Another in the series on historic churches in the City of London …
By the time of the Great Fire of London in 1666, there were over a hundred parish churches and other places of Christian worship within and immediately without the walls of the City. To be precise, according to Parish Clerks’ records, there were 97 churches within the walls of the City, and 16 without, making a total of 113.
St Olave Southwark (“S. Tovolles” on sixteenth-century “Agas” map/Map of early Modern London) was originally built at least as long ago as the late eleventh century, that is, not long after the martyrdom of St Olaf in 1030. At this time it was owned by the Warenne Earls of Surrey and later by the Priors of Lewes. It was subsequently repaired after having been damaged by a flood in 1327. In his “Survey of London” of 1598, Stow referred to it as a “faire and metely large church”. By then, though, it had been stripped of many of its treaures during the Protestant Reformation, by which time they had come to be seen as superstitious or idolatrous. As Richard Tames put it, in his estimable “Southwark Past” (Historical Publications, 2001), “ … between 1546 and 1552 [during the reign of Edward I], … books in Latin, a fine monstrance and much plate were sold off, and images of saints, the rood screen and the churchyard cross were taken down. Altars were replaced by a communion table”. And later, “A final stripping of the altars followed under … Elizabeth”.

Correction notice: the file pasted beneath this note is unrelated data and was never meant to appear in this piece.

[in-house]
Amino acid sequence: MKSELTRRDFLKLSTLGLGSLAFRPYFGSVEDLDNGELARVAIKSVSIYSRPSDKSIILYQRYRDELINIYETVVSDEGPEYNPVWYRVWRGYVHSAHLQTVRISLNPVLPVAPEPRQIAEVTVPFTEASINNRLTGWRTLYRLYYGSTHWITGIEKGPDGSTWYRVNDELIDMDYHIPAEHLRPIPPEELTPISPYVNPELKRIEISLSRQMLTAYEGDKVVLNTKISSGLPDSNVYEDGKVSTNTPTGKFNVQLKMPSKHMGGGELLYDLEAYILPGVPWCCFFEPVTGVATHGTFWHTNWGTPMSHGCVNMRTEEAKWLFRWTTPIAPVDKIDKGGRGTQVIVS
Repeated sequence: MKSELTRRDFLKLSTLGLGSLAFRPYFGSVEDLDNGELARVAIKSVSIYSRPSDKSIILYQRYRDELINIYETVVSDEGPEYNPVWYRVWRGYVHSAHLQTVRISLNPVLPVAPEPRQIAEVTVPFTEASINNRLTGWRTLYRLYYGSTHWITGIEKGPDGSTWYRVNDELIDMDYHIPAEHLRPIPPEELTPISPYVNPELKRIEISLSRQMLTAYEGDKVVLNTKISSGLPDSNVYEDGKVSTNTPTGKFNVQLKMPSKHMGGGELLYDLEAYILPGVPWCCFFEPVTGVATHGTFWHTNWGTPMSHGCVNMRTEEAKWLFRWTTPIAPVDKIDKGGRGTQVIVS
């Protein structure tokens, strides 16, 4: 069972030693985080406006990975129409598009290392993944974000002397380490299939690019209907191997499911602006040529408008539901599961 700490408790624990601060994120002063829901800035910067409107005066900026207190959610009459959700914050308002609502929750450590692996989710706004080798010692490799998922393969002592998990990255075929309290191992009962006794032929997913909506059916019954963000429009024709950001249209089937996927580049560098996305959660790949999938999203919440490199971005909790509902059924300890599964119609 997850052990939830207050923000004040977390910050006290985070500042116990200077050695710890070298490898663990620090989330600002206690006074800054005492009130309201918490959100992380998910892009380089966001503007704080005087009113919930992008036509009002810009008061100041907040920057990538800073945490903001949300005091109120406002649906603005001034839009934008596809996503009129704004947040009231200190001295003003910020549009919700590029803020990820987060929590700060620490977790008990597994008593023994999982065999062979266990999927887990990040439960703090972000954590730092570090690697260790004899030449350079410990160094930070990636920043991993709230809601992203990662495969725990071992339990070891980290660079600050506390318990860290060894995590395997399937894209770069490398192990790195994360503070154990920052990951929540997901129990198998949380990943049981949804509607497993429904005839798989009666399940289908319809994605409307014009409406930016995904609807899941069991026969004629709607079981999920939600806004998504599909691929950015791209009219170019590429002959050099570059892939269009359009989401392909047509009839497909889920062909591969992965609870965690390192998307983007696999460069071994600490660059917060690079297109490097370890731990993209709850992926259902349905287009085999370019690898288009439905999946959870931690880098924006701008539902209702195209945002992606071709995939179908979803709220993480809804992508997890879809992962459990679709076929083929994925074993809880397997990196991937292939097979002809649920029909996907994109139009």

The church was unaffected by the Great Fire of London of 1666, and by the Great Fire of Southwark in 1676 (it is not known whether or not it was affected by two earlier fires in Southwark, in 1212 and 1390). However, it suffered a partial collapse in 1740, and had to be substantially rebuilt afterwards, in the Classical style, by Henry Flitcroft.
The rebuilt church was then almost destroyed by a fire in 1843, and itself had to be rebuilt after that, only to be demolished in 1926.
The art deco St Olaf House stands on the site today. On the south-west corner of the building is a mosaic depicting a slimline Olaf, who in his lifetime was known as “the Fat”.